A few months ago, her mother stated that she had changed her prayer. Seeing her daughter that way had become too hard, and she had asked The Lord would either cure her or take her home. Her husband said he couldn't yet pray that. While he would be content to let her go if that was G-d's will, he couldn't pray that it would happen. He was still holding out hope for her to come home someday.
Then Ms. D got ill with a lung infection, which is what usually happens in these cases. They had already put in the order, from the beginning, not to treat beyond comfort care. Oxygen with extra moisture to help her breathe better, yes. Suctioning her lungs so she could breathe easily, yes. Antibiotics, x-rays, and aggressive treatment, no.
Saturday the 13th, Ms. D's mother left to visit family out of state for a few days. That evening, her breathing became worse, and by Monday, her husband called the pastors to come pray with her. One pastor who visited her every week used to say that sometimes, when he would pray with her, she would cry. No one else had seen that, until this time. The senior pastor prayed with her and told her it was okay, she was loved, she could go if she needed to. She cried, and her husband wiped away her tears.
He still couldn't get himself to pray that she would go home to heaven, though. Monday night as he made his weekly visit to the prison to pray with some of the prisoners, they gathered around him and prayed for him, that he would be able to handle whatever came.
Tuesday, he finally did get to where he could pray for the end. He read an email from a friend that convinced him, and he prayed that if she was not to be healed that her death would be at such a time as to bring G-d glory. He also prayed that it would be peaceful, as her labored breathing from the infection was so difficult to watch.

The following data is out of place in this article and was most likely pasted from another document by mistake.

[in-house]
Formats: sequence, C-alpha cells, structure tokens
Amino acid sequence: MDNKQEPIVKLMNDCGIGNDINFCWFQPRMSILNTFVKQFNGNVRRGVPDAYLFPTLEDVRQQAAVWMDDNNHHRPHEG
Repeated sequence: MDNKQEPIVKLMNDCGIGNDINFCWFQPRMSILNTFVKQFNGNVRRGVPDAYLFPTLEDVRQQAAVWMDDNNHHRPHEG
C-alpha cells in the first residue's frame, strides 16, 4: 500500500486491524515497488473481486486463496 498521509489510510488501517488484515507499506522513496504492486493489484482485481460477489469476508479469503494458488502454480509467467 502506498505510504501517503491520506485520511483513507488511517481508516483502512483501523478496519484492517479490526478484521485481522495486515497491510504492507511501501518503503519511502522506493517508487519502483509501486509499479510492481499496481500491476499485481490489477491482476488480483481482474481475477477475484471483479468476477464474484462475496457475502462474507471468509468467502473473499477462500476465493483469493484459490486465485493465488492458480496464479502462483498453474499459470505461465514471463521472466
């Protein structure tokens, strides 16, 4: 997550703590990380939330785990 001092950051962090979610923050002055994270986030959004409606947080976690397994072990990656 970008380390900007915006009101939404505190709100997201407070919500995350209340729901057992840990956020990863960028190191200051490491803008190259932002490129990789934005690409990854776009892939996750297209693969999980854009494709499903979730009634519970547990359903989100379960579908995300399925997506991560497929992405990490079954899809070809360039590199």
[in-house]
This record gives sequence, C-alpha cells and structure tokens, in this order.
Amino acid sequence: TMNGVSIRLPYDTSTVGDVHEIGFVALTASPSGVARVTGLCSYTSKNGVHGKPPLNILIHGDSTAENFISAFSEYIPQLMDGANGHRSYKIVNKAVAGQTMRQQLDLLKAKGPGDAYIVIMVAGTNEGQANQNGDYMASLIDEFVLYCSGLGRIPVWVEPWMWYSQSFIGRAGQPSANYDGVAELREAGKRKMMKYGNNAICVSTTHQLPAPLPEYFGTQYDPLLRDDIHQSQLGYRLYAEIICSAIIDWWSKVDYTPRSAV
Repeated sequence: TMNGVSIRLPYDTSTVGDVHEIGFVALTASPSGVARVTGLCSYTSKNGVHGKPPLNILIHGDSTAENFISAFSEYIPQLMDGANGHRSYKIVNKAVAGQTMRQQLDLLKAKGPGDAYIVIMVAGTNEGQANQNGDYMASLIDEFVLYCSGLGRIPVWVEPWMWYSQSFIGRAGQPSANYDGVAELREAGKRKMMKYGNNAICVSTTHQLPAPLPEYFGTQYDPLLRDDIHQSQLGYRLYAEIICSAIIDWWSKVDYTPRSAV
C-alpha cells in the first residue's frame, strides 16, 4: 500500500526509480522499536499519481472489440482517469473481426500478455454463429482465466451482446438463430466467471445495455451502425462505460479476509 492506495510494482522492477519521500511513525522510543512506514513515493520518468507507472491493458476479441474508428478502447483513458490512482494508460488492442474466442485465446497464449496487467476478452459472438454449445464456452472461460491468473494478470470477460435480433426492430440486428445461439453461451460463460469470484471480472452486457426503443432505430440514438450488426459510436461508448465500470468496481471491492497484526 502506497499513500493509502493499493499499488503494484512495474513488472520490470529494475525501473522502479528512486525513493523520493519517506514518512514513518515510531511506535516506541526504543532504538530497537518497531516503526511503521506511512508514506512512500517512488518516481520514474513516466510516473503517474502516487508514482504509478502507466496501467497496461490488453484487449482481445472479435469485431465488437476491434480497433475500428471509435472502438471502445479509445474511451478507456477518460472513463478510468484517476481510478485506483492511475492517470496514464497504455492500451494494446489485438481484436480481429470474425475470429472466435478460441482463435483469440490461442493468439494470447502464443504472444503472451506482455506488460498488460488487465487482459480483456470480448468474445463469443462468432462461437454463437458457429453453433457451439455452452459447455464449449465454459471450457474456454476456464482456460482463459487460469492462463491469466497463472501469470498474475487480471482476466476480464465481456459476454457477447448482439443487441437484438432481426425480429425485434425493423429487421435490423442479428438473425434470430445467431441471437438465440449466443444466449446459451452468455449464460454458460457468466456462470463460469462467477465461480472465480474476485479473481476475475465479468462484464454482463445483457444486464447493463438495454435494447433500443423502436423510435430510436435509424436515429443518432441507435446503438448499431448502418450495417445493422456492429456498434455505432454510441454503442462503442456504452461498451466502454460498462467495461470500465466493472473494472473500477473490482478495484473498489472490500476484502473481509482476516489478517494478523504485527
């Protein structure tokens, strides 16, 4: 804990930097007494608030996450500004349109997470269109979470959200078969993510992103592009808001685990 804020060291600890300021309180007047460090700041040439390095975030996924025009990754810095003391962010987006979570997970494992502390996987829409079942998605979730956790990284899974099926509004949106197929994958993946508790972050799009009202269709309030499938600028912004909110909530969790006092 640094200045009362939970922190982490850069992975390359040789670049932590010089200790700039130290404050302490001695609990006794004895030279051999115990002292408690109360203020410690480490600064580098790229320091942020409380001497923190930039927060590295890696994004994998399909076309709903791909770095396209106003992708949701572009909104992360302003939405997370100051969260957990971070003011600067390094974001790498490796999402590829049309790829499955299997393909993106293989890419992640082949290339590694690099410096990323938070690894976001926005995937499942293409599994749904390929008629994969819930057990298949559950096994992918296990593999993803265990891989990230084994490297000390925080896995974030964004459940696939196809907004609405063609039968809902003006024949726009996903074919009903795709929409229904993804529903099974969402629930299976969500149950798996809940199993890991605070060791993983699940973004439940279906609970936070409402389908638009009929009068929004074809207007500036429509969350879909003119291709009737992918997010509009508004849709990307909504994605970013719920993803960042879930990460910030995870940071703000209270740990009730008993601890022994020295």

Six hours later, a nurse went in and found Ms. D breathing normally. The nurse held her hand and prayed, and Ms. D took her last, very peaceful, breath. One minute later, one of the pastors of the church came in. They called her husband, and he came over, then her mother arrived home from out of town and came over.
It was just the right time. Her mother never had to see the difficulty of those last couple of days, her husband had finally come to be at peace with losing her for good, and in the end, it was not a labored, horrible gasping for air and choking. It was peaceful.
On Friday, the church was packed with the people who had been praying and walking with the family through this ordeal for 7 years. Ms. D's husband is a member of the choir, and every person i've ever seen sing in the choir was there. How they all got off of work on a busy Friday before Christmas i have no clue, but there was no room in the choir loft for even one more person.
Ms. D and her husband had always loved the song Highland Cathedral, so after the benediction, a bagpiper and our organist played it. Several choir members separately came up to her husband later and told him that, during the song, each had a vision of Ms. D riding her horse in a beautiful meadow! None of them realized any other had seen the vision until they started talking about it to him. He's convinced, he said on Sunday when he thanked the church for the years of love and care for their family. that she is, indeed, in that Highland Cathedral with her Savior and her horse, Rooster.
It's been an eventful several days, and it's got me in a contemplative, reflective mood this holiday season. Yes, i count that a good thing.
Birthday of the Queen Silvia -- Sweden (an official flag day)
Children's Day -- South Sudan; Sudan
Day of Acca Larentia -- Ancient Rome, Republic and Empire (earth goddess and protectress who raised Romulus and Remus)
Festivus -- For the Rest of Us! (The holiday introduced on the episode of Seinfeld that aired 12/18/97; have some meatloaf, decorate with an unadorned aluminum pole, have a "Feats of Strength" contest and an "Airing of Grievances"!)